IBM announced a portable computer yesterday that is controlled with a pen instead of a mouse pointing device or a keyboard.
Though it is not the first company to introduce a pen-based computer, International Business Machines Corp. is entering the market more quickly than it has approached other new computing markets.
Although its new machine, at 6 pounds, is slightly heavier than some of its competitors', IBM is expected to play a significant role in the new market.
The machine, dubbed the Thinkpad, will be available in July. It ultimately might be remembered as the first in a wave of personal computers from IBM this year that will come equipped with operating systems other than Microsoft's MS-DOS.
IBM, once Microsoft Corp.'s closest ally, is now a bitter rival and reportedly is looking for ways to free itself entirely from dependence on Microsoft's operating system.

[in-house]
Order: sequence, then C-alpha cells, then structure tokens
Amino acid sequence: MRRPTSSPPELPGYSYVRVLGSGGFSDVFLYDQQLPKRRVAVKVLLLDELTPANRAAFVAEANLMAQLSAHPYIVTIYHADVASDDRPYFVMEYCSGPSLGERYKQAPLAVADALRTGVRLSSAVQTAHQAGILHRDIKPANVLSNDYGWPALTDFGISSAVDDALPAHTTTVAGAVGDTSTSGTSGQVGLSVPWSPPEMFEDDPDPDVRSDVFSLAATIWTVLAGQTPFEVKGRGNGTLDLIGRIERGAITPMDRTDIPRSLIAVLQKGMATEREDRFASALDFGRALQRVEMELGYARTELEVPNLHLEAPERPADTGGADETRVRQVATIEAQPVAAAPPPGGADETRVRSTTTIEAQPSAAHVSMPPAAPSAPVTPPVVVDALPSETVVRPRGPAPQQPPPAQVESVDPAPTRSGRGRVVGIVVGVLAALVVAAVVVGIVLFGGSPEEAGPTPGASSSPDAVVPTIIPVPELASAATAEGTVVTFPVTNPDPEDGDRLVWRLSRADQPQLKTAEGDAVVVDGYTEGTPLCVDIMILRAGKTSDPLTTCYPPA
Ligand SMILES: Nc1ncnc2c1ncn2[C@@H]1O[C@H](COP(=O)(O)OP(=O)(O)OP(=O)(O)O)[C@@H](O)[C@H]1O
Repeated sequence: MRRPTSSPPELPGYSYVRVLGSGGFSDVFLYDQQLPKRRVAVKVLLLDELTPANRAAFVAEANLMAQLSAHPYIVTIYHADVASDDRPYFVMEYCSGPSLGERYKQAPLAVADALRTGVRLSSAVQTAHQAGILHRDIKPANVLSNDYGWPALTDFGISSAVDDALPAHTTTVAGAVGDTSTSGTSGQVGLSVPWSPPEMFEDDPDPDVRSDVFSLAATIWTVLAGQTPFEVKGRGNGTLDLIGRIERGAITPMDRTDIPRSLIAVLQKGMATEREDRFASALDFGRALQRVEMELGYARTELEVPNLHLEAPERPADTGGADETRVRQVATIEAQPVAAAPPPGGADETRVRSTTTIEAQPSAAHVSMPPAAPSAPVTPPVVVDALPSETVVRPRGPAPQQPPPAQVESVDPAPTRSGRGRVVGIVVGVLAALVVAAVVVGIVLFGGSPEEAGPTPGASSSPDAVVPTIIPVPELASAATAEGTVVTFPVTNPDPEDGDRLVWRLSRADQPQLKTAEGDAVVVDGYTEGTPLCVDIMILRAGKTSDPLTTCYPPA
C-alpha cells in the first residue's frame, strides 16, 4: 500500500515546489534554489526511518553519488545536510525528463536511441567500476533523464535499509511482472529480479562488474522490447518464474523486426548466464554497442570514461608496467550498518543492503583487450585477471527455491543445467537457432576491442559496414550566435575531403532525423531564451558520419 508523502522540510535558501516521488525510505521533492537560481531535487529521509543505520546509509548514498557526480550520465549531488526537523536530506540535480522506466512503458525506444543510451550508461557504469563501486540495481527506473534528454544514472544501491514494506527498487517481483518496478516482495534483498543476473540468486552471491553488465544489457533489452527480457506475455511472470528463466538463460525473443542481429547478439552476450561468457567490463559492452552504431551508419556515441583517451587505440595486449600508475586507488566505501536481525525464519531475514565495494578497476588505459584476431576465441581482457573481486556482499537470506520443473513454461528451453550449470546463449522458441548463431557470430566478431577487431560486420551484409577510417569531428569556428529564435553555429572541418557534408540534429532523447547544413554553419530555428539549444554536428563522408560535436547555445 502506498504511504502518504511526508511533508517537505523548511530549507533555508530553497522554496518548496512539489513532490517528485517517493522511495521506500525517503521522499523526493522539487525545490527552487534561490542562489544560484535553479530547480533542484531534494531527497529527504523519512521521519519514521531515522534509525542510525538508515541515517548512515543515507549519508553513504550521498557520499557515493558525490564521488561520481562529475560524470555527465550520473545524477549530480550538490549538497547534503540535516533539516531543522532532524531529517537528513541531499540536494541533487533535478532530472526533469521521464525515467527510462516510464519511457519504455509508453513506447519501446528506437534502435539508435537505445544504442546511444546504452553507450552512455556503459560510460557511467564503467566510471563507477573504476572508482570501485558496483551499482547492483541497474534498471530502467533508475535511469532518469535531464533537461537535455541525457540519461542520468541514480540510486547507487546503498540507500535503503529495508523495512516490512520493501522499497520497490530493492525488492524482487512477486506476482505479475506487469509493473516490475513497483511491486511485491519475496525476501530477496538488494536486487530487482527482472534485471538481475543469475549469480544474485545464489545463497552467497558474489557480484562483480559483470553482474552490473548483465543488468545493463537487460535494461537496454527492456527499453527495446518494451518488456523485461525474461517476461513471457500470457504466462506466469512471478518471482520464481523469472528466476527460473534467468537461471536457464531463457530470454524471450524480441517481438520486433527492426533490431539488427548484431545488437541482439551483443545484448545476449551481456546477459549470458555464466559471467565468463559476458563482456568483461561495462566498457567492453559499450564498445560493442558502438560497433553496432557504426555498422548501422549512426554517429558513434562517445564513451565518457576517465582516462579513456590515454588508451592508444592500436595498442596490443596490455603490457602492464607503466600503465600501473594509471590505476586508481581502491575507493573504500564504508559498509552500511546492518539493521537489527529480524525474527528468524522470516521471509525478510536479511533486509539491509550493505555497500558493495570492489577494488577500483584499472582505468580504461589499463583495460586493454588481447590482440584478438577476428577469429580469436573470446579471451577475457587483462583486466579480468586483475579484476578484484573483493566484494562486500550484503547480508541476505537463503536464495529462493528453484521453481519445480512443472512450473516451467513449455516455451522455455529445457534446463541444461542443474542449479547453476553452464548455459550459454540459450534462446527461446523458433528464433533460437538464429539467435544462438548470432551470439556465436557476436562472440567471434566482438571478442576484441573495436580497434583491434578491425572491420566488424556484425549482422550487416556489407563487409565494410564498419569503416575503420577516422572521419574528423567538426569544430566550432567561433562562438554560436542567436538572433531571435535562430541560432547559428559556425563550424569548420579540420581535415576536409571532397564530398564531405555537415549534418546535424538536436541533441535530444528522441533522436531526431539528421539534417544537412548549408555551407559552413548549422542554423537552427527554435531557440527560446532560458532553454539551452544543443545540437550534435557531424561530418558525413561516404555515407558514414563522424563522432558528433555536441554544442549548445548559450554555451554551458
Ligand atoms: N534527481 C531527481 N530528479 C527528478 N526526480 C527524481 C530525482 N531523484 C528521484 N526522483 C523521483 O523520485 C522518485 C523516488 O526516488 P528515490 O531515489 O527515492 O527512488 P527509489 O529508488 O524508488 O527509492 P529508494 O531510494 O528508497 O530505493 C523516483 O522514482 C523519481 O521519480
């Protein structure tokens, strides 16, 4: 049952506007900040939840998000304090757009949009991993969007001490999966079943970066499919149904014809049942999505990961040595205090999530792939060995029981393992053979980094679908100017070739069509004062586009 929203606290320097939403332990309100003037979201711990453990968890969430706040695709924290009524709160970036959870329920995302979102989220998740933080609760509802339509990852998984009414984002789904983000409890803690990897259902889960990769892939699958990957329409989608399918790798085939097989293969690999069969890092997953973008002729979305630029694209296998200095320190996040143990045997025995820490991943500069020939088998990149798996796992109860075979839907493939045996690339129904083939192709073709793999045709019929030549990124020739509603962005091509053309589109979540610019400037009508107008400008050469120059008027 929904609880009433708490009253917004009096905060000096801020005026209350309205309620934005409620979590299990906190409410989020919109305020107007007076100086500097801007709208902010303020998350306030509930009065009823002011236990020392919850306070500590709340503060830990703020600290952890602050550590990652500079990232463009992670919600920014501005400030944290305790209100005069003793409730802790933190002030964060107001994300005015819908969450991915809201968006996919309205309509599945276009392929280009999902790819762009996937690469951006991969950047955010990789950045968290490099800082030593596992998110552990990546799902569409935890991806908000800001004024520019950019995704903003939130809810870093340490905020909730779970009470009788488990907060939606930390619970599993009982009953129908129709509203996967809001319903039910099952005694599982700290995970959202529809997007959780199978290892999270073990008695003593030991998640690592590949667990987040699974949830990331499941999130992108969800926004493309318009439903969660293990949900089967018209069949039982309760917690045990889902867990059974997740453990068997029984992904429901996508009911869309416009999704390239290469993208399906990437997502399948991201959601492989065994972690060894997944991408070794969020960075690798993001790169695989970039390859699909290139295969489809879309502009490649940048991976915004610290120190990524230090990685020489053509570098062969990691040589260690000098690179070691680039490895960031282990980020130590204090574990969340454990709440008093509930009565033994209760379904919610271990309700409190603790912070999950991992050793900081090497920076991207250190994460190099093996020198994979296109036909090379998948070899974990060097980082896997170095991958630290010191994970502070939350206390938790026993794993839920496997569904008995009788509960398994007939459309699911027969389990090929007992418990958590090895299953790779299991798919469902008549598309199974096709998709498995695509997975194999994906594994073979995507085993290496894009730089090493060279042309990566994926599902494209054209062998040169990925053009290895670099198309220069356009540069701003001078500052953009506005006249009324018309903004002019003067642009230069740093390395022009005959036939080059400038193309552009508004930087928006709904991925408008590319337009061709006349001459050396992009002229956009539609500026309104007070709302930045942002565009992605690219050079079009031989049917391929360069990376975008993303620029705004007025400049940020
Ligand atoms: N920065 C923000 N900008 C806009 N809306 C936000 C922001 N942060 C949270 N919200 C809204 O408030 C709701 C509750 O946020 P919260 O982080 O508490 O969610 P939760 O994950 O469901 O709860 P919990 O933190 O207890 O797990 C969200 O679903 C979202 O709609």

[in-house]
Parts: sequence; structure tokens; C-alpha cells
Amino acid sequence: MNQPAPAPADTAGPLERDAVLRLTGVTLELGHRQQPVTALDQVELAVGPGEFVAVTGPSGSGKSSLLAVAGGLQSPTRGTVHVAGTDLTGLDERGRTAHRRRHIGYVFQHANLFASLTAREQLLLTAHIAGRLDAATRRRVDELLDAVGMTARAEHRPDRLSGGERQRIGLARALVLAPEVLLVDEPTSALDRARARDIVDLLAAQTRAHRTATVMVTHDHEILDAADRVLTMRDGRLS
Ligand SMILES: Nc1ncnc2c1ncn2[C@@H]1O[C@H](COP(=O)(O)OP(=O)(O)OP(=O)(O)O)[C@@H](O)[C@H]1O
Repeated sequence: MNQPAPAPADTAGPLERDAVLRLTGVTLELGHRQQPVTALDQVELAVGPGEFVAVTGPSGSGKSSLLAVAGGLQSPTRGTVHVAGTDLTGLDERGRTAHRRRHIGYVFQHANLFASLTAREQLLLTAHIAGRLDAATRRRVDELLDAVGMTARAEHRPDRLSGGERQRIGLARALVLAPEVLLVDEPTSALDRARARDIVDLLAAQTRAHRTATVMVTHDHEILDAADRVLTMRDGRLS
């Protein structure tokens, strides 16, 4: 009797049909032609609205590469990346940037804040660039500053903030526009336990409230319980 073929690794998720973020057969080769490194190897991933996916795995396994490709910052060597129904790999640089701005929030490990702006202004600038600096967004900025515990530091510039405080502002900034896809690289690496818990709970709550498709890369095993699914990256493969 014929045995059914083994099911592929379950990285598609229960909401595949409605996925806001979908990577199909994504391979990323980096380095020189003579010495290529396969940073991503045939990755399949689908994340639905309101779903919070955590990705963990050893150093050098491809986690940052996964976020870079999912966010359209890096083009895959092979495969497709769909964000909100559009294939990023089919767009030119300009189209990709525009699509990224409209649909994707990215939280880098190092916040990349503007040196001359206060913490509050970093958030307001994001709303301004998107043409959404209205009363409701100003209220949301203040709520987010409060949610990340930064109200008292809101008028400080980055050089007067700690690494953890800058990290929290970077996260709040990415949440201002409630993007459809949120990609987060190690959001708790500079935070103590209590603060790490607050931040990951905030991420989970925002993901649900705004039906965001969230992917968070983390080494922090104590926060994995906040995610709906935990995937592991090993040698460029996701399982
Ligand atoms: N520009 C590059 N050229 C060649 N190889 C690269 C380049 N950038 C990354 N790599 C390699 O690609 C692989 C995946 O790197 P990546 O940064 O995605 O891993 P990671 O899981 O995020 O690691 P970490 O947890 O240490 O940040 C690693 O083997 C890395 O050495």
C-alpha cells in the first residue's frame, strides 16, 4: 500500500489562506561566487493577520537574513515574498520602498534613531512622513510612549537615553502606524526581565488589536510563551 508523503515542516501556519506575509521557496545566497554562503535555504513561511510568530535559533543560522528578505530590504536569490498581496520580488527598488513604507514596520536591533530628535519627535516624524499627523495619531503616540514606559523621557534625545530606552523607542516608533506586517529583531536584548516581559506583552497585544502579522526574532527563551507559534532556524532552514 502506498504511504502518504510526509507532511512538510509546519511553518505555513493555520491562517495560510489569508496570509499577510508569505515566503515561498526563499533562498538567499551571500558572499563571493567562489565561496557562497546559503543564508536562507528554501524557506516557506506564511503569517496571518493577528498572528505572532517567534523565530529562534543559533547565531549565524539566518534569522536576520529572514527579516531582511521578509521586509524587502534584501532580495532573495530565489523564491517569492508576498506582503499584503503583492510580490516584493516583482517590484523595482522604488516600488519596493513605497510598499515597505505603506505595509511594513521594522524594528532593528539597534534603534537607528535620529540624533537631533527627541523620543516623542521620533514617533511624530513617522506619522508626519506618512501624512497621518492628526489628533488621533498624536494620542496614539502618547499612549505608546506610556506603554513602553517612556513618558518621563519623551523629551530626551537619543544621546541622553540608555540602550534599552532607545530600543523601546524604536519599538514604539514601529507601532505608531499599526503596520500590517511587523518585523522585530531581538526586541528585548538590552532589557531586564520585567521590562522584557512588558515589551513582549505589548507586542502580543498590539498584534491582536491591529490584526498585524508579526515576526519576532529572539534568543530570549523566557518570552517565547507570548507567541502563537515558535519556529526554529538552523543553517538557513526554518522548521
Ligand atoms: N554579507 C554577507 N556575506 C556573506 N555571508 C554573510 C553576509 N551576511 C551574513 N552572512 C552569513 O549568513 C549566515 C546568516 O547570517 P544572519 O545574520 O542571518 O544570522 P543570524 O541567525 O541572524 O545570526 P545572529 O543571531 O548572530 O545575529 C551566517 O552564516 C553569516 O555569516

IBM is expected to begin bundling its new OS/2 operating system with its desktop PS/2 computers this year.
In the case of the Thinkpad, the machine will use Go Corp.'s Penpoint operating system. Go announced yesterday at a San Francisco news conference that it was starting to ship its operating system.
Go is competing with Microsoft, which recently made available a version of its Windows program called Pen for Windows.
Go demonstrated its operating system yesterday on the Thinkpad and on similar computers from NCR Corp. and Grid Systems Corp. Twenty-two software companies also introduced almost 50 programs designed to run with Penpoint, including calendars, word processors and spreadsheets.
"This was the Woodstock of pen computing," said S. Gerrold Kaplan, Go's chairman and founder.